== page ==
Center-Based Care in the Context of One-Child Policy in China: Do Child Gender and Siblings Matter?

Center-Based Care in the Context of One-Child Policy in China: Do Child Gender and Siblings Matter? We examined the effects of child gender and siblings on center-based care enrollment in the context of China’s one-child policy and its tradition of preference to have many children, especially sons. Using data from the China Health and Nutrition Survey (CHNS) 2000 wave and multilevel logistic regression models, we found that children without siblings consistently had higher odds of receiving center-based care than those with siblings, while there was no evidence that child gender mattered. Further analyses did not show evidence that the effects of child gender and siblings were moderated by household and community resources or local one-child policy. However, we did find that the presence of male, older, or school-age siblings (as compared to female, younger, or preschool-age siblings) reduced preschoolers’ odds of receiving center-based care. This was possibly because parents valued formal education much more than preschools and thus focused more on boys when they entered elementary schools than on their sisters or younger brothers. These findings suggest that more attention needs to be given to the equal education opportunities for boys and girls as well as for children with and without siblings. http://www.deepdyve.com/assets/images/DeepDyve-Logo-lg.png Population Research and Policy Review Springer Journals

Center-Based Care in the Context of One-Child Policy in China: Do Child Gender and Siblings Matter?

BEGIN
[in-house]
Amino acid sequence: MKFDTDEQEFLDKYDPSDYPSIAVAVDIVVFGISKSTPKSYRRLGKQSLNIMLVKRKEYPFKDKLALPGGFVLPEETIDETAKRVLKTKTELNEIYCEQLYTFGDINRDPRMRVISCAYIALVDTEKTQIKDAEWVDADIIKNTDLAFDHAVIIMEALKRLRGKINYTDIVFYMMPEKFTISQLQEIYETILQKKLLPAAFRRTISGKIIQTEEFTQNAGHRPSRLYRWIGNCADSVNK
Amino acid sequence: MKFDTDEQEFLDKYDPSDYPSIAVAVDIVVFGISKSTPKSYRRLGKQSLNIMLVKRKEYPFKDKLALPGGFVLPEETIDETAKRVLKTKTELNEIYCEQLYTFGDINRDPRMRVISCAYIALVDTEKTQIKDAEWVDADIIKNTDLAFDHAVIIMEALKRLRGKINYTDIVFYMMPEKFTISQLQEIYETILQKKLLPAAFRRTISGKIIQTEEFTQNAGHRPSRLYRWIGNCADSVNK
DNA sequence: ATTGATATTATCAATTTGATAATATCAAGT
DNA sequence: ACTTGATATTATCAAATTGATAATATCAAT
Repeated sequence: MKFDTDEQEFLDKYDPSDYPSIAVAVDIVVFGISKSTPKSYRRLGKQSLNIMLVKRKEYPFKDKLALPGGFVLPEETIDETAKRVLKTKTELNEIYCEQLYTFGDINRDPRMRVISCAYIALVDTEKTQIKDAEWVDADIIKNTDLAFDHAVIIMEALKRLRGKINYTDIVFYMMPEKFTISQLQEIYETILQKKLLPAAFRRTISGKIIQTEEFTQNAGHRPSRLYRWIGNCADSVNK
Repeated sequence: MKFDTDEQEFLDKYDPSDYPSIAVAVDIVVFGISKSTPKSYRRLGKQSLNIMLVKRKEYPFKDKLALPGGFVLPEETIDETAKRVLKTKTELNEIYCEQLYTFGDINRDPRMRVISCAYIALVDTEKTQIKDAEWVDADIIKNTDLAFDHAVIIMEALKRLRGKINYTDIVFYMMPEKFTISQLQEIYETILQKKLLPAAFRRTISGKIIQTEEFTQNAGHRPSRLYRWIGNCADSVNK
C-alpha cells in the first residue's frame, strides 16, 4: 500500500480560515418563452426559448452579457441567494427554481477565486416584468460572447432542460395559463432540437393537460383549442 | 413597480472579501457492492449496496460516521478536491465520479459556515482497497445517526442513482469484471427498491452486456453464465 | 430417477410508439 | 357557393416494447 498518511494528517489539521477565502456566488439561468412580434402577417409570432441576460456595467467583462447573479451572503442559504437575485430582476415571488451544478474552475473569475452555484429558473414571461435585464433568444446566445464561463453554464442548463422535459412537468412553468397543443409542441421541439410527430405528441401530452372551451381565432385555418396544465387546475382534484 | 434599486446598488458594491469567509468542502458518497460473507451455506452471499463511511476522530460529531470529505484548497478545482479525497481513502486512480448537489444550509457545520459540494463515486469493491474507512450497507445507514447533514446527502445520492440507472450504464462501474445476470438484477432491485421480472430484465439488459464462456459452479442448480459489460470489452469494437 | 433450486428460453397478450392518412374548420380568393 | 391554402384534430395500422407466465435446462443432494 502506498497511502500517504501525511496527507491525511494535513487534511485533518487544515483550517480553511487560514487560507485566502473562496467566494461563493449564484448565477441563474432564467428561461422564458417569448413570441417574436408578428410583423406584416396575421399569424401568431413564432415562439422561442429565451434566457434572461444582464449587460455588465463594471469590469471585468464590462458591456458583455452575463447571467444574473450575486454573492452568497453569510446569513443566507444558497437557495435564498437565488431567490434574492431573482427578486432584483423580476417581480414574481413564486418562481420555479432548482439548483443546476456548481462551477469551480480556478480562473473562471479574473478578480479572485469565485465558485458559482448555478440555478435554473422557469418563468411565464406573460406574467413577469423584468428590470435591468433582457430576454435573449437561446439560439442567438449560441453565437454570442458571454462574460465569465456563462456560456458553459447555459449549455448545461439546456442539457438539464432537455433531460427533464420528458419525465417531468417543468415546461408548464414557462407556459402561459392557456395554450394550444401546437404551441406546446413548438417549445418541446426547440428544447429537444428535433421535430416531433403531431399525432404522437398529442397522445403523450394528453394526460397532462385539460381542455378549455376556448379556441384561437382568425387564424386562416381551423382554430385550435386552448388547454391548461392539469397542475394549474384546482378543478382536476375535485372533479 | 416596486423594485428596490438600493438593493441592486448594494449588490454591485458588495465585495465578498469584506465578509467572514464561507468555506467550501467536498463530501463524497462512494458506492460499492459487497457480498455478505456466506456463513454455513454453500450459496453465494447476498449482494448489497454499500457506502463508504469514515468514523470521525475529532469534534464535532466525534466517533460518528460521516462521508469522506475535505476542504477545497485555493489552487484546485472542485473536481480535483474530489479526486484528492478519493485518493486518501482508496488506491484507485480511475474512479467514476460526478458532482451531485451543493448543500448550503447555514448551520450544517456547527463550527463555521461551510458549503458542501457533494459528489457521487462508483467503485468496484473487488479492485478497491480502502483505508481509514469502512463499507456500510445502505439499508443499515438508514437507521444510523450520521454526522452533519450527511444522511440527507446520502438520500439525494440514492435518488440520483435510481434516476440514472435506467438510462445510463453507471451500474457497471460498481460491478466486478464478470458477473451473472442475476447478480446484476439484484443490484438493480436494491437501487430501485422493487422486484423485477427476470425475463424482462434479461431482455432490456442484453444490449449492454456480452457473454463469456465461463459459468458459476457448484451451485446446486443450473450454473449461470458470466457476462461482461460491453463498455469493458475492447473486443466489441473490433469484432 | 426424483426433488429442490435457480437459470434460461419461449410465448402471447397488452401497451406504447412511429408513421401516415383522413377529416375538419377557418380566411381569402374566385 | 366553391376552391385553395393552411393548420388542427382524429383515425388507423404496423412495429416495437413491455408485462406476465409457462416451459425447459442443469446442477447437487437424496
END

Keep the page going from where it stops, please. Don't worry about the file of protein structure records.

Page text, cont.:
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Publisher
Springer Netherlands
Copyright
Copyright © 2009 by Springer Science+Business Media B.V.
Subject
Social Sciences; Demography; Sociology, general; Population Economics
ISSN
0167-5923
eISSN
1573-7829
D.O.I.
10.1007/s11113-009-9171-4
Publisher site
See Article on Publisher Site

Abstract

We examined the effects of child gender and siblings on center-based care enrollment in the context of China’s one-child policy and its tradition of preference to have many children, especially sons. Using data from the China Health and Nutrition Survey (CHNS) 2000 wave and multilevel logistic regression models, we found that children without siblings consistently had higher odds of receiving center-based care than those with siblings, while there was no evidence that child gender mattered. Further analyses did not show evidence that the effects of child gender and siblings were moderated by household and community resources or local one-child policy. However, we did find that the presence of male, older, or school-age siblings (as compared to female, younger, or preschool-age siblings) reduced preschoolers’ odds of receiving center-based care. This was possibly because parents valued formal education much more than preschools and thus focused more on boys when they entered elementary schools than on their sisters or younger brothers. These findings suggest that more attention needs to be given to the equal education opportunities for boys and girls as well as for children with and without siblings.

Journal

Population Research and Policy ReviewSpringer Journals

Published: Dec 18, 2009

References

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